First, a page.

Why is it, that every time someone comes up with an interesting new idea for a language, they decide to introduce a lot of new syntax to go along with it?
My new language of the day is Carnap, which is somewhat intriguing -- yet another language trying to deal with the multi-core programming problem. (Probably not as good as Fortress, which is my current yardstick, but I'm keeping my mind open.) But when I look at a Carnap program -- for instance, their Sieve of Eratosthenes example -- I am left with a bit of head-scratching. Bits of Pascal, bits of standard lambda-expression syntax, but also a good deal of Just Plain Odd, which introduce an unnecessary barrier to entry. Given the number of languages I speak, it's kind of unusual for me not to be able to immediately grok a program.
Granted, it's an easy trap to fall into: I've done it myself many times, usually when I'm whipping up some syntax for an internal language for some project. (God knows the syntax for ProWiki is no clearer.) But when I want people other than me and maybe my group to take it seriously, I do try to reduce the gratuitous eccentricity, specifically to reduce the learning curve. This is actually one of the things I most like about Fortress: it's innovative as hell, but they made a significant effort to create a syntax that makes intuitive sense, blending fairly conventional programming languages with standard math. Despite an explicit mandate to not get tied down to back-compatibility, it still makes a lot of sense.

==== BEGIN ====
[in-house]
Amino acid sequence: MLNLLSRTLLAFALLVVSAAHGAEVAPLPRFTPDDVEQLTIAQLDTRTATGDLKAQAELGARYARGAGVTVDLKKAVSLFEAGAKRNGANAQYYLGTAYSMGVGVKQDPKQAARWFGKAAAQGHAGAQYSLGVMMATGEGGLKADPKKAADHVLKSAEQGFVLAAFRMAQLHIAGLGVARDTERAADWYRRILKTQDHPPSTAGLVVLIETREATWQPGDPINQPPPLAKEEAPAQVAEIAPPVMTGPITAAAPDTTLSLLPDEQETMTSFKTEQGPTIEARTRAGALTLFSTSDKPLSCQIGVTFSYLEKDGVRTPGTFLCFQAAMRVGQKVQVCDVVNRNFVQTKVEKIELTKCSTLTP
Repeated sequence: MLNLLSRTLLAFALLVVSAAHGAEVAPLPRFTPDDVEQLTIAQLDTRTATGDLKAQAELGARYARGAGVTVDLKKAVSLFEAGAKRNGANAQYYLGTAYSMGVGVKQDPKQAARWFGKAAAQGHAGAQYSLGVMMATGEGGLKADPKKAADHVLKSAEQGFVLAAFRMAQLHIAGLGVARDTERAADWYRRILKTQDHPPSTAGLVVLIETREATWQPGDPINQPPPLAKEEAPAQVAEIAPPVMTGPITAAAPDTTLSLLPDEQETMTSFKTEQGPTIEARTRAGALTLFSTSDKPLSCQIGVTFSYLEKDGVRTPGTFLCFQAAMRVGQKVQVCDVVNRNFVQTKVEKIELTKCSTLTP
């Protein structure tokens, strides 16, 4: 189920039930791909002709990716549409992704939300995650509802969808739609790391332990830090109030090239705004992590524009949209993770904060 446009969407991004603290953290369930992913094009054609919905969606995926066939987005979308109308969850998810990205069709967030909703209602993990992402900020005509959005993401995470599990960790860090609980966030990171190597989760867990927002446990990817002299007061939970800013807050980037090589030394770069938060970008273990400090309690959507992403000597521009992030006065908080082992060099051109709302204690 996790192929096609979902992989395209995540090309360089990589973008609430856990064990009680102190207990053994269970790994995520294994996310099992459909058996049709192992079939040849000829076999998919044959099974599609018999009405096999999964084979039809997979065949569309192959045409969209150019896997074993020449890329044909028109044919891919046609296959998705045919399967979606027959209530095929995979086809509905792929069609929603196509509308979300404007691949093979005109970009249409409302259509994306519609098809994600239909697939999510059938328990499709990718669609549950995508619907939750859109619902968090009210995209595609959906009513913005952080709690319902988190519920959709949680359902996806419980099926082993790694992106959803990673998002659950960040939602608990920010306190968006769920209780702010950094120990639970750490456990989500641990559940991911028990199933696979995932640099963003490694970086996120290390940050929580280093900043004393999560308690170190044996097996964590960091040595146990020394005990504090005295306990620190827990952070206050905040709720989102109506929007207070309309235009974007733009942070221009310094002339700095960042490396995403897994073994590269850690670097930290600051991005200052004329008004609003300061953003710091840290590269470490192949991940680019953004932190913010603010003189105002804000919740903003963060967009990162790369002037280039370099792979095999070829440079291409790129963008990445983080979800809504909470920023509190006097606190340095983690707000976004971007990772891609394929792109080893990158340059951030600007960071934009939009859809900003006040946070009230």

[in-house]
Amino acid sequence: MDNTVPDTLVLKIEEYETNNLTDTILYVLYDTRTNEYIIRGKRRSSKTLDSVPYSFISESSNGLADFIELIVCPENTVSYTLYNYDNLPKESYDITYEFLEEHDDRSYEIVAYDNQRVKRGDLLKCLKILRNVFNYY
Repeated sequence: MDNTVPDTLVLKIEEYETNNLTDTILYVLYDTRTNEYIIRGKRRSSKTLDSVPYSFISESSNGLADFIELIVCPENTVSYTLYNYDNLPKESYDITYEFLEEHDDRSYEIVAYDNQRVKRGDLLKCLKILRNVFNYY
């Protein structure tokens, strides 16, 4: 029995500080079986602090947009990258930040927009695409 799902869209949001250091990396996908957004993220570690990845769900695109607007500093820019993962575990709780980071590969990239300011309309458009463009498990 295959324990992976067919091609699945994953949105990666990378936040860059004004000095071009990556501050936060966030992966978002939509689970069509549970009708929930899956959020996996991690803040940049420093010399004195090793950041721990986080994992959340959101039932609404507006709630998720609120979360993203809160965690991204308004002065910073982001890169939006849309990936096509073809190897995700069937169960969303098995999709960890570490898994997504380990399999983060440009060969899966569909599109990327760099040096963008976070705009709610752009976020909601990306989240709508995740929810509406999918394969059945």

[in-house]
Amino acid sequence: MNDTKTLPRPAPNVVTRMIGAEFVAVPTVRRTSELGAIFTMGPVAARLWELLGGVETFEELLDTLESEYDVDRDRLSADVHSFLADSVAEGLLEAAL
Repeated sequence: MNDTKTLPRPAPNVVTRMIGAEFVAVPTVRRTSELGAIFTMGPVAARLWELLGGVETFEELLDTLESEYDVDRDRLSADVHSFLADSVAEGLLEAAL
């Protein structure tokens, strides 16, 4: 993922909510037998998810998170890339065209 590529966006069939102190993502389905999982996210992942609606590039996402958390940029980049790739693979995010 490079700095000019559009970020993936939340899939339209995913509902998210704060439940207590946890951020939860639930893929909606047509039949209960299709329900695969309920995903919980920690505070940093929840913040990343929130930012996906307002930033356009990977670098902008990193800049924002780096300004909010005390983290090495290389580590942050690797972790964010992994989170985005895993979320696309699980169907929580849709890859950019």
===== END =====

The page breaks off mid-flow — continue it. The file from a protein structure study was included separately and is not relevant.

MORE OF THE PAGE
It's worth keeping in mind, especially if you find yourself coming up with little languages. If there's any chance that you'll want others to pay attention to them, try to minimize the weirdness. There may be places where you need to invent syntax, and that's fine, but where you're doing something relatively conventional, you're likely to have best success by adapting from one of the numerous examples already out there, that folks already know...